flatter

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English[edit]

Pronunciation[edit]

Etymology 1[edit]

flat +‎ -er

Noun[edit]

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flatter (plural flatters)

  1. A type of set tool used by blacksmiths.
  2. A flat-faced fulling hammer.
  3. A drawplate with a narrow, rectangular orifice, for drawing flat strips such as watch springs.
  4. Someone who flattens, purposely or accidently. Also flattener.
Translations[edit]

Adjective[edit]

flatter

  1. comparative form of flat: more flat

Etymology 2[edit]

From Middle French flatter (to flatter, to caress with the flat of the hand), from Old French flater (to deceive by concealing the truth, to stroke with the palm of the hand), from Frankish *flat (palm, flat of the hand), from Proto-Germanic *flatą, *flatō (palm, sole), *flataz (flat), from Proto-Indo-European *plÁt-, *pele-, *plet-, *plāk- (flat, broad, plain). Cognate with Old High German flazza (palm, flat of the hand), Old High German flaz (level, flat), Old Saxon flat (flat), Old Norse flatr (flat) (whence English flat), Old Frisian flet, flette (dwelling, house), Old English flet, flett (ground floor, dwelling). More at flat.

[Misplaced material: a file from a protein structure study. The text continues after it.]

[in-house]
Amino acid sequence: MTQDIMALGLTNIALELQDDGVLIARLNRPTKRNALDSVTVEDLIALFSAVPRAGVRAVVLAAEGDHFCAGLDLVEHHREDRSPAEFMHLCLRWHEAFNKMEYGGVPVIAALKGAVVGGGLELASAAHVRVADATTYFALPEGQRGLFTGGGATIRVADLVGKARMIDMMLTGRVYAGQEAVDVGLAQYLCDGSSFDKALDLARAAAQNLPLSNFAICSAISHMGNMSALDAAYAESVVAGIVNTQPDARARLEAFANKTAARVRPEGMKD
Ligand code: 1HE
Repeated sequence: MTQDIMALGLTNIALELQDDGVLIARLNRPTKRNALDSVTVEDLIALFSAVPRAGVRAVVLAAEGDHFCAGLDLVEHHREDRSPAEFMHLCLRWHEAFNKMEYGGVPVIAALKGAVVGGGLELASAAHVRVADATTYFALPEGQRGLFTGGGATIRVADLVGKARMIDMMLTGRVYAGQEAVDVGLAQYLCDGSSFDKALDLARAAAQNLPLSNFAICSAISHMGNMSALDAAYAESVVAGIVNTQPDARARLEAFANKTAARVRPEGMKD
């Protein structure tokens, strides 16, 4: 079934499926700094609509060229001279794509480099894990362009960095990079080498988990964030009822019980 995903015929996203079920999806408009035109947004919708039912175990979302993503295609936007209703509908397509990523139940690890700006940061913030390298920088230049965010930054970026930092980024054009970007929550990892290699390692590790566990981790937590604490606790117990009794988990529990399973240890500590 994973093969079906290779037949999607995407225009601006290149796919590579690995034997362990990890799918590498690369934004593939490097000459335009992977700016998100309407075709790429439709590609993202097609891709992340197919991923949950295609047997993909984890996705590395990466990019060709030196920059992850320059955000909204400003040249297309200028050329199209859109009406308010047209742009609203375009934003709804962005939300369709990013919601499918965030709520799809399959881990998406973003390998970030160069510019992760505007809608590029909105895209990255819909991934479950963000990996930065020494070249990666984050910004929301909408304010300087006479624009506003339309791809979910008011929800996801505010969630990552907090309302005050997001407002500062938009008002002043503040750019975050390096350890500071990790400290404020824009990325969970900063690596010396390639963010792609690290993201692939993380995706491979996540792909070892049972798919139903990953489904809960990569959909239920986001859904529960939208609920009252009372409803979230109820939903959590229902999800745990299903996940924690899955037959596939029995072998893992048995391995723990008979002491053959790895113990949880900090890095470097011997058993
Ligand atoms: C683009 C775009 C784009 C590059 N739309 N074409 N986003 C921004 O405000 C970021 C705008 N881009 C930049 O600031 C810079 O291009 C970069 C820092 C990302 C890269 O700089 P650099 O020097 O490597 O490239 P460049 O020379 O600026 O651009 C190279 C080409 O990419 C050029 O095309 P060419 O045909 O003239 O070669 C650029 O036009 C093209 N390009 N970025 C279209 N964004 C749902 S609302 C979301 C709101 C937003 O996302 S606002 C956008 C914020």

Verb[edit]

flatter (third-person singular simple present flatters, present participle flattering, simple past and past participle flattered) (transitive and intransitive)

  1. to compliment someone, often insincerely and sometimes to win favour
    • Bible, Proverbs xxix. 5
      A man that flattereth his neighbour, spreadeth a net for his feet.
    • Prescott
      Others he flattered by asking their advice.
  2. to enhance someone's vanity by praising them
  3. to portray something to advantage.
    Her portrait flatters her.
  4. to convey notions of the facts that are believed to be favorable to the hearer without certainty of the truthfulness of the notions conveyed.
Related terms[edit]
Translations[edit]
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French[edit]

Etymology[edit]

From Middle French flatter (to flatter, to caress with the flat of the hand), from Old French flater (to deceive by concealing the truth, to stroke with the palm of the hand), from Frankish *flat (palm, flat of the hand), from Proto-Germanic *flatą, *flatō (palm, sole), *flataz (flat), from Proto-Indo-European *plÁt-, *pele-, *plet-, *plāk- (flat, broad, plain). Cognate with Old High German flazza (palm, flat of the hand), Old High German flaz (level, flat), Old Saxon flat (flat), Old Norse flatr (flat) (whence English flat), Old Frisian flet, flette (dwelling, house), Old English flet, flett (ground floor, dwelling). More at flat, flétrir.

Pronunciation[edit]

Verb[edit]

flatter

  1. to flatter

Conjugation[edit]

Derived terms[edit]


Middle French[edit]

Verb[edit]

flatter

  1. to flatter

Conjugation[edit]